High-throughput, genome-wide analytical technologies are now commonly used in all fields of medical research. The most commonly applied of these technologies, gene expression microarrays, have been shown to be both accurate and precise when properly implemented. For over a decade, microarrays have provided novel insight into many complex human diseases. Microarray-based discovery can be classified into three components, biomarker detection, disease (sub)classification and identification of causal mechanism, in order of accomplishment. Within the respiratory system, the application of microarrays has achieved significant success in all components, particularly with respect to lung cancer. Numerous studies over the last half-decade have applied this technology to the characterization of non-malignant respiratory diseases, animal models of respiratory disease and normal developmental processes. Studies of obstructive lung diseases by many groups, including our own, have yielded not only disease biomarkers, but also some novel putative pathogenic mechanisms. We have successfully used an integrative genomics approach, combining microarray analysis with human genetics, to identify susceptibility genes for COPD (chronic obstructive pulmonary disease). Interestingly, we find that the assessment of quantitative phenotypic variables enhances gene discovery. Our studies contribute to the identification of obstructive lung disease biomarkers, provide data associated with disease phenotypes and support the use of an integrated approach to move beyond marker identification to mechanism discovery.
The completion of genome sequencing of specific organisms, combined with technological advances in the capability to detect changes in genome-wide expression at both the mRNA and protein levels, has heralded a new era in our quest for understanding the complex pathways and mechanisms in living organisms. In the last decade, there has been significant advancement in microarray technology with the development of many different platforms which are being used for analysing gene expression, genotyping and other applications [1,2] (Figure 1). According to the central dogma of molecular biology, genomic DNA is first transcribed into mRNA, which thereafter is translated into protein. Proteins play critical roles in most intra- and extra-cellular activities, including enzymatic, regulatory and structural functions. However, relative difficulties of expression measurement capabilities at the protein level and availability of technologies of high-throughput methods (expression microarrays) for detection of individual mRNA have led to the wide use of microarrays to simultaneously measure the sum of all mRNA expression in a sample, also called the transcriptome . Like most classical methods for analysis of gene expression at the mRNA level, the basic principle of microarray technology is complementary hybridization of nucleotides as explained by the Watson–Crick double helical model of DNA. Microarrays measure transcriptomic modifications that, either at the single gene level or collectively in multiple genes, lead to changes in protein expression. In fact, it is unusual for changes in the level of a specific mRNA to not be accompanied by changes in the protein level for that gene. Furthermore, although not all changes in protein expression and function levels are captured at the steady-state level of that particular mRNA, their downstream effects are captured by the full transcriptome.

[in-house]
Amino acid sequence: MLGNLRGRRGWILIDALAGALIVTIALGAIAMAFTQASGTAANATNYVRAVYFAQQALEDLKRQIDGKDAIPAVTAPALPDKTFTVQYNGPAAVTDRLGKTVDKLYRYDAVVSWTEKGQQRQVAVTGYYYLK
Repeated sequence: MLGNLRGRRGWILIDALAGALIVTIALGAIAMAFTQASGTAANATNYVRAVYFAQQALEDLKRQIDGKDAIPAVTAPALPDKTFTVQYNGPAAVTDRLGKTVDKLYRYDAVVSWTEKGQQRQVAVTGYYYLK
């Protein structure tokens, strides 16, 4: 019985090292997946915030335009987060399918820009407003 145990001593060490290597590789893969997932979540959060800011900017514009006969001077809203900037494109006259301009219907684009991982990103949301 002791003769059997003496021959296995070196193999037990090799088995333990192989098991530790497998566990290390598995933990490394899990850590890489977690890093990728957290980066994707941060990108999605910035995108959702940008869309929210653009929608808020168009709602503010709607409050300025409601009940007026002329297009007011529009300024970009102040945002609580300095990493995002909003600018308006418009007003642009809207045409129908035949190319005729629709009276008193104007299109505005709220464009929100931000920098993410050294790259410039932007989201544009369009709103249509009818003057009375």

Overview of the utility of gene expression microarray technology in lung disease biomarker and therapeutic target discovery